Inside your ear is a tiny organ called the vestibular labyrinth. It includes three loop-shaped structures (semicircular canals) that contain fluid and fine, hair-like sensors that monitor the rotation of your head. Other structures (otolith organs) in your ear monitor movements of your head — up and down, right and left, back and forth — and your head's position related to gravity. These otolith organs — the utricle and saccule — contain crystals that make you sensitive to movement and gravity.
For a variety of reasons, these crystals can become dislodged. When they become dislodged, they can move into one of the semicircular canals — especially while you're lying down. This causes the semicircular canal to become sensitive to head position changes it would normally not respond to. As a result, you feel dizzy.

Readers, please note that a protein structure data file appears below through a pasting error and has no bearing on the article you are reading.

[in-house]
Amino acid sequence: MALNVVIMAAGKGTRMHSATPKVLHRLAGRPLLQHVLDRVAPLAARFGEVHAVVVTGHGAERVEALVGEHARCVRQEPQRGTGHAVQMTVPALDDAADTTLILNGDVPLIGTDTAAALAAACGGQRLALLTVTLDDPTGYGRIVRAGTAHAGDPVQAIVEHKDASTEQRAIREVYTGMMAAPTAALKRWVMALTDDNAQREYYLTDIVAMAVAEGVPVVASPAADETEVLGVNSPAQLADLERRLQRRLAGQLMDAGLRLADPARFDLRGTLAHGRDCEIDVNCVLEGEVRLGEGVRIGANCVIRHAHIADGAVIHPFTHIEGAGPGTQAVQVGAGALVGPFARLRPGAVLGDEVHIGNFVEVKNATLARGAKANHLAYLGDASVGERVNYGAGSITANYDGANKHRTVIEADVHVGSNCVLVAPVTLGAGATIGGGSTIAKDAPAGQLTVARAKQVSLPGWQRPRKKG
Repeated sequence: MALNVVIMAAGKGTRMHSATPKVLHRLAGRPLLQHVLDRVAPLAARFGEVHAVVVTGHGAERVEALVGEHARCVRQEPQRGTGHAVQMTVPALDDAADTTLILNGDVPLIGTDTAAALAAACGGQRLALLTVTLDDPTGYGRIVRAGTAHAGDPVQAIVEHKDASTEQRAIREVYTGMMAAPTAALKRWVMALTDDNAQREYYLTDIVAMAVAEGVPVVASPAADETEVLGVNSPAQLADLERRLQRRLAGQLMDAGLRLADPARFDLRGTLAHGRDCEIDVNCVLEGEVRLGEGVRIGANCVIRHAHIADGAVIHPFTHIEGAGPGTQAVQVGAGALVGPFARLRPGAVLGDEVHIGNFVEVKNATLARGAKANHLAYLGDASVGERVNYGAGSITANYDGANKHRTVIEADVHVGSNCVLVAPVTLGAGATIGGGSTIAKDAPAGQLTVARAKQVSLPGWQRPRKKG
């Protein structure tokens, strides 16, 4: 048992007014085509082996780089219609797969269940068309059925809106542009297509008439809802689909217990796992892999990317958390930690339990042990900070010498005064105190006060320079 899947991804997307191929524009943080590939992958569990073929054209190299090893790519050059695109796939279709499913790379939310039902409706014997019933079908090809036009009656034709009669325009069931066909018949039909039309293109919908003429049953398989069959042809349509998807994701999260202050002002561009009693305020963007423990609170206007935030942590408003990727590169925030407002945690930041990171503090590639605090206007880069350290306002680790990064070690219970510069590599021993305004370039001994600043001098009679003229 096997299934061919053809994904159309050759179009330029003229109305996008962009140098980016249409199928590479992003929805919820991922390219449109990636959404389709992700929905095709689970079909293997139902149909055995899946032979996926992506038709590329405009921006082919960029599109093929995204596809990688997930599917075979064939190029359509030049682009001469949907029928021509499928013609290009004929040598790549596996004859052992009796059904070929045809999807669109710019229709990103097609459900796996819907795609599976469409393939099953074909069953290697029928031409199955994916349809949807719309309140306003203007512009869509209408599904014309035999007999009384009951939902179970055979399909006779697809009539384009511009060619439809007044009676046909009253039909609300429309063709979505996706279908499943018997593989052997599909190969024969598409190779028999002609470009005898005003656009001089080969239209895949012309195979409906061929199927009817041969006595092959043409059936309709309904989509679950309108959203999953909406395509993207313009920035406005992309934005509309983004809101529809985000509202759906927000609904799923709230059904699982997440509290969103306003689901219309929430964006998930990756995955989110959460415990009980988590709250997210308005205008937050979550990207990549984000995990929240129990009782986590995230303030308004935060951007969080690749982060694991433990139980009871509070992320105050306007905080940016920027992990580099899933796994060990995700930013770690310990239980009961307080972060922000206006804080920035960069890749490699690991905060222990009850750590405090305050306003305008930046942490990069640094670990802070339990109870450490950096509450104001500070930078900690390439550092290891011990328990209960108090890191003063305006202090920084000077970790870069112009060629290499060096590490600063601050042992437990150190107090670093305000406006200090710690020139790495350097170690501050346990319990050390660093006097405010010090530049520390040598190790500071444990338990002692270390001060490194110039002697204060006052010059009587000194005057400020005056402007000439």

- Inside my head it is amazing, I mean, there is a maze, or labyrinth.
- A vestibular labyrinth, which is very alliterate of the amazing labyrinth in my head.
- My mind is a minefield, with pretty crystals in it.
- These shiny things make me sensitive to movement and gravity. (Which makes me wonder if my superpower of flying is the culprit in all this Vertigo madness.)
- It seems as if I have dislodged my crystals.
- Note that I did not say I've lost my crystals! I've lost my crystals! I'm no Tootles. They are merely dislodged.
- This makes me think of an avalanche.
- An avalanche makes me think of rocks.
- So basically, according to the Mayo Clinic I have rocks in my head?
- In other words, Rolling Stones. (Which makes me wonder where I put my iPhone? Where's my iPhone?)